In light of the public health implications of speedier stroke treatment, these data suggest that mobile stroke units could represent a potentially beneficial addition to stroke systems of care in dense cities.
Matthew E. Fink, MD
New study results imply that mobile stroke units (MSUs) can considerably speed up time to thrombolysis compared to conventional ambulance care in densely populated urban areas with a high number of intermediary stroke centers.1
The trial was conducted using NewYork Presbyterian Hospital's MSUs, equipped with portable CT scanners to detect ischemic stroke, in New York City’s Manhattan borough. Ultimately, the study showed that those who were treated for ischemic stroke in the MSU received alteplase up to 30 minutes sooner than those who received conventional ambulance transport, and thus treatment at the hospital.2
“When it comes to stroke treatment, 30 minutes can be the difference between making a full recovery from a stroke and living independently, or becoming disabled and needing help with the activities of daily living,” lead author Matthew E. Fink, MD, chair of neurology, and Louis and Gertrude Feil Professor in Clinical Neurology, Weill Cornell Medicine, and neurologist-in-chief, NewYork-Presbyterian/Weill Cornell Medical Center, said in a statement. “The faster patients receive alteplase, the more likely they are to recover quickly and with fewer complications.”
Fink and colleagues wrote that in light of the public health implications of speedier stroke treatment, these data suggest that MSUs could represent a potentially beneficial addition to stroke systems of care in dense cities.
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The study included 85 patients, 66 of which transported by MSU and 19 by conventional ambulance. In total, 43.9% (n = 29) of those in the MSU group and 47.4% (n = 9) in the ambulance group were treated with intravenous (IV) tissue plasminogen activator (tPA). Additionally, those receiving MSU care were significantly more likely to be picked up within a 2-mile radius of a higher number of designated stroke centers (DSCs), being closer to a mean of 4.8 compared to 2.7 with conventional ambulance (P = .002)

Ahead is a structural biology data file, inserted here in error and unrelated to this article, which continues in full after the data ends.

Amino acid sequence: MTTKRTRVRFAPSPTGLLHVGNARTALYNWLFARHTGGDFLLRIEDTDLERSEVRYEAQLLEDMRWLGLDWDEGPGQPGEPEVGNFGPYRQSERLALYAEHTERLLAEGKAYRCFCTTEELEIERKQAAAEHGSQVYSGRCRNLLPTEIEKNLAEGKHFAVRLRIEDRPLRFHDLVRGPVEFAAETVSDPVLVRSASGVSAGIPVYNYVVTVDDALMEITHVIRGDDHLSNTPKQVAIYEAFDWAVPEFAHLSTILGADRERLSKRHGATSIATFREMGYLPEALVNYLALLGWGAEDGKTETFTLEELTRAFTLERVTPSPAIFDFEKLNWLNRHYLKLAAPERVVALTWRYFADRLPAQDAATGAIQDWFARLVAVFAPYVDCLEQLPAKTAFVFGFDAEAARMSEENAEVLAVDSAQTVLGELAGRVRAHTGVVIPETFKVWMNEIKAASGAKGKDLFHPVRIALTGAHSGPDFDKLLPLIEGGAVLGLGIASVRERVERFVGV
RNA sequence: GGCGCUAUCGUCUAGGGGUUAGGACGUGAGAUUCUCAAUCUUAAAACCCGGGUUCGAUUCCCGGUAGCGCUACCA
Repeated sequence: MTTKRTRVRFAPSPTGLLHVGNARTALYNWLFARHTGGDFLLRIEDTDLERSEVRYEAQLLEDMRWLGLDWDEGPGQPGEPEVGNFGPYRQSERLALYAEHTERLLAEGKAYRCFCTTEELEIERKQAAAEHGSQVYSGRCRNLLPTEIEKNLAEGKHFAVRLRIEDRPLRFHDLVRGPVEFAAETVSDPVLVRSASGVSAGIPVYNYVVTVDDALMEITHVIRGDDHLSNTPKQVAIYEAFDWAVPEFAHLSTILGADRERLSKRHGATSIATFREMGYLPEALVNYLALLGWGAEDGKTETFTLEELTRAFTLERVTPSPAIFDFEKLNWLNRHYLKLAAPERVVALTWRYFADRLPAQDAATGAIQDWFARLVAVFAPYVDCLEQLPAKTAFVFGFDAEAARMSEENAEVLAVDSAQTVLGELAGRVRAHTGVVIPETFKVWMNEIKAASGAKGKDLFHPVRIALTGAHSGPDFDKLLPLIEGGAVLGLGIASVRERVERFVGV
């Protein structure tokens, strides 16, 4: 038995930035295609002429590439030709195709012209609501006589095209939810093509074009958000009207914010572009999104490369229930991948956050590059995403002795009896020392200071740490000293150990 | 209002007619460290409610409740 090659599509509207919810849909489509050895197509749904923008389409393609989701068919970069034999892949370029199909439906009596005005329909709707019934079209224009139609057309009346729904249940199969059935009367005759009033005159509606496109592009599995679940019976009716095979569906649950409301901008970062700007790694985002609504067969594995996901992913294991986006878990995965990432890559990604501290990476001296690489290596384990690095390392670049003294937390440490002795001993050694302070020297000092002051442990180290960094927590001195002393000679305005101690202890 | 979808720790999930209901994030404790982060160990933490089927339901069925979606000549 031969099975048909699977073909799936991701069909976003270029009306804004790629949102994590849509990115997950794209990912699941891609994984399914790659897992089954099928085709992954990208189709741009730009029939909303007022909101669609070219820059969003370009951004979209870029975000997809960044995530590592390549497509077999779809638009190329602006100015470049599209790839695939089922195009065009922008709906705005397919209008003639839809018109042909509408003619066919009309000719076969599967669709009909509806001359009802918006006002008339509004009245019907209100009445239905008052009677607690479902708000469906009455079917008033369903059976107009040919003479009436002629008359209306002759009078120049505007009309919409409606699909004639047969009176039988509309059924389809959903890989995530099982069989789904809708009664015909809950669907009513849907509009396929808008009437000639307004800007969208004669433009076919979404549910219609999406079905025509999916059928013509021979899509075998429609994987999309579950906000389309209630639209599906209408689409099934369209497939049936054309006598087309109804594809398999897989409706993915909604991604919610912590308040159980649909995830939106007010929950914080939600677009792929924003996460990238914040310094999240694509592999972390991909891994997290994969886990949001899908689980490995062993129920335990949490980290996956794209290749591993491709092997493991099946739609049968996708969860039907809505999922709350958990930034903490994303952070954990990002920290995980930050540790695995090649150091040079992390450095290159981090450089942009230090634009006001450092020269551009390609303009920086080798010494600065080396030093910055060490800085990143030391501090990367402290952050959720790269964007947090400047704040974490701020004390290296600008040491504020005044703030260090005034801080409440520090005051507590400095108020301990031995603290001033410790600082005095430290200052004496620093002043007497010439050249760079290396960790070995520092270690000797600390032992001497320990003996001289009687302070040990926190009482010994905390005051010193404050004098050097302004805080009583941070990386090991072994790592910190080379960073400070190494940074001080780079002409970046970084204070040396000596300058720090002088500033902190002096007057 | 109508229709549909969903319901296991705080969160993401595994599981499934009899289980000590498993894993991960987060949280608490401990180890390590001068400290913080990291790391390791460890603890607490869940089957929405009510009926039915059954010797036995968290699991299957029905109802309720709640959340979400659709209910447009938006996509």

Those who received MSU care had a dispatch-to-thrombolysis time (DTT) of 61.2 minutes compared to 91.6 minutes for the conventional group (P = .001). After conducting multivariable analysis adjusting for population density and number of DSCs, MSU care was associated with a mean decrease in DTT of 29.7 minutes (95%CI, 6.9—52.5) when compared to conventional care.
Within that estimated difference, the MSU group had a mean increase in dispatch-to-ambulance arrival time of 6.5 minutes (95% CI, 2.4—10.6; P = .002), which was offset by a mean decrease in ambulance arrival-to-thrombolysis time of 36.2 minutes (95% CI, —58.5 to –13.9; P = .001).
“This study provides further evidence suggesting a potential role for mobile stroke units in dense urban areas to increase our ability to treat stroke patients faster,” said Lee H. Schwamm, MD, executive vice-chairman of neurology, and director, Comprehensive Stroke Center, Massachusetts General Hospital, in a statement. “This study joins a large body of efforts to improve how we swiftly recognize, triage, transport and treat patients with stroke, which is the ultimate goal.”
Fink and colleagues identified a number of limitations to the work, including the relatively small sample size and the possibility of confounding factors (traffic, day of the week, the time of day, etc). To counter this, the group reviewed 26,919 patient ambulance call reports to identify, via strict criteria regarding the type of call made to emergency medical services (EMS) and the type of care received, to guarantee a close comparison to MSU care.
“We know that faster treatment equals better outcomes. However, further research is needed to establish if mobile stroke units improve long-term health outcomes and are a cost-effective solution in stroke systems of care for large cities, as they reflect a significant financial investment for cities and EMS agencies,” Schwamm said in a statement. “While the lack of definitive evidence of benefit and of third-party reimbursement for mobile stroke unit staffing and care are barriers, additional studies are ongoing and will help address these critical issues.”
1. Kummer BR, Lerario MP, Hunter MD et al. Geographic Analysis of Mobile Stroke Unit Treatment in a Dense Urban Area: the New York City METRONOME Registry. JAHA. 2019;8(24):e013529. doi: 10.1161/JAHA.119.013529.
2. Mobile stroke units could expedite treatment and improve patient outcomes in urban areas [press release]. Dallas, TX: American Heart Association; Published December 4, 2019. newsroom.heart.org/news/mobile-stroke-units-could-expedite-treatment-and-improve-patient-outcomes-in-urban-areas. Accessed December 5, 2019.